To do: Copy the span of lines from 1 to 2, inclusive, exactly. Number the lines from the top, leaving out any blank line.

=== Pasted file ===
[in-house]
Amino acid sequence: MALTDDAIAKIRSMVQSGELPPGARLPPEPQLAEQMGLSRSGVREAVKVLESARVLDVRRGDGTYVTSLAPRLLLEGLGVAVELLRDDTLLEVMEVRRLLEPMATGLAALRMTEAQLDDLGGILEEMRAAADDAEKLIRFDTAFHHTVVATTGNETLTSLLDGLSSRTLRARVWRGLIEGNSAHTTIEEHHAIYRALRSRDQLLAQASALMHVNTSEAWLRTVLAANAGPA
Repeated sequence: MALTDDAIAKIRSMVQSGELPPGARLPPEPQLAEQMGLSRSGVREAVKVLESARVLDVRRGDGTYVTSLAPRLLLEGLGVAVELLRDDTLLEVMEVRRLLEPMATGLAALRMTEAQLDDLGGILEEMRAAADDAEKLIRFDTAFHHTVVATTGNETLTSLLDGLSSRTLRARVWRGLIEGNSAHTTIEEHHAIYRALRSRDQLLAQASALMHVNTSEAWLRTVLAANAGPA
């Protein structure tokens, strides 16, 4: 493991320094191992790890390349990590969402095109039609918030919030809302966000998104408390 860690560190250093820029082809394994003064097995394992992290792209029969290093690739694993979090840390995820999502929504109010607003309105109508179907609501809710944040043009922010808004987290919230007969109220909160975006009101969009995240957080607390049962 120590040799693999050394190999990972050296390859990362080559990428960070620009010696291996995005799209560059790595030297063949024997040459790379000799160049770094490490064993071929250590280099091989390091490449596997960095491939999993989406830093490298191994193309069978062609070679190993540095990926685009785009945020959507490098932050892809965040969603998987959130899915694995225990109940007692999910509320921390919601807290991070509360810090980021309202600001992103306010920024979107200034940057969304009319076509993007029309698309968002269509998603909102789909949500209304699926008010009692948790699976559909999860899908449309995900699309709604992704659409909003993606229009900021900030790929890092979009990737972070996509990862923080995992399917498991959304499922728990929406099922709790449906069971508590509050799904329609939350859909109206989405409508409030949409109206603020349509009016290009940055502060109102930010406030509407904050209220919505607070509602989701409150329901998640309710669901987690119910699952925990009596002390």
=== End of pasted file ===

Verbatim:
[in-house]
Amino acid sequence: MALTDDAIAKIRSMVQSGELPPGARLPPEPQLAEQMGLSRSGVREAVKVLESARVLDVRRGDGTYVTSLAPRLLLEGLGVAVELLRDDTLLEVMEVRRLLEPMATGLAALRMTEAQLDDLGGILEEMRAAADDAEKLIRFDTAFHHTVVATTGNETLTSLLDGLSSRTLRARVWRGLIEGNSAHTTIEEHHAIYRALRSRDQLLAQASALMHVNTSEAWLRTVLAANAGPA